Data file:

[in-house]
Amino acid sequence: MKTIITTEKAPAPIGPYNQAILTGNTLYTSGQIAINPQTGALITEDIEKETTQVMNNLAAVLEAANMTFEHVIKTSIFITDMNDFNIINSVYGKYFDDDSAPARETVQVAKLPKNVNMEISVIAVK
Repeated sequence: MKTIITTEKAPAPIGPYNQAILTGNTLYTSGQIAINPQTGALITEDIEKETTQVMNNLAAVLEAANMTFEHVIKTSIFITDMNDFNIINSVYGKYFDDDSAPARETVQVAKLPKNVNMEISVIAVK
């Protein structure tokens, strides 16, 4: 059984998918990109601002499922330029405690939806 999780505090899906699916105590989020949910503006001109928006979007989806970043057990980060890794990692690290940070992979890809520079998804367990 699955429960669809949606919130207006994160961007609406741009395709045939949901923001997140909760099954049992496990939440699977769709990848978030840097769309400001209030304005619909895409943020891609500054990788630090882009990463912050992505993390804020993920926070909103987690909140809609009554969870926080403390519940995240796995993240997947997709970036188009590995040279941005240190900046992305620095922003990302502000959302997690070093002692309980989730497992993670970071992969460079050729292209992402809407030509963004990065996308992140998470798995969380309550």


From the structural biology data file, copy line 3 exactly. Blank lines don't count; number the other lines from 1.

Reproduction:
Repeated sequence: MKTIITTEKAPAPIGPYNQAILTGNTLYTSGQIAINPQTGALITEDIEKETTQVMNNLAAVLEAANMTFEHVIKTSIFITDMNDFNIINSVYGKYFDDDSAPARETVQVAKLPKNVNMEISVIAVK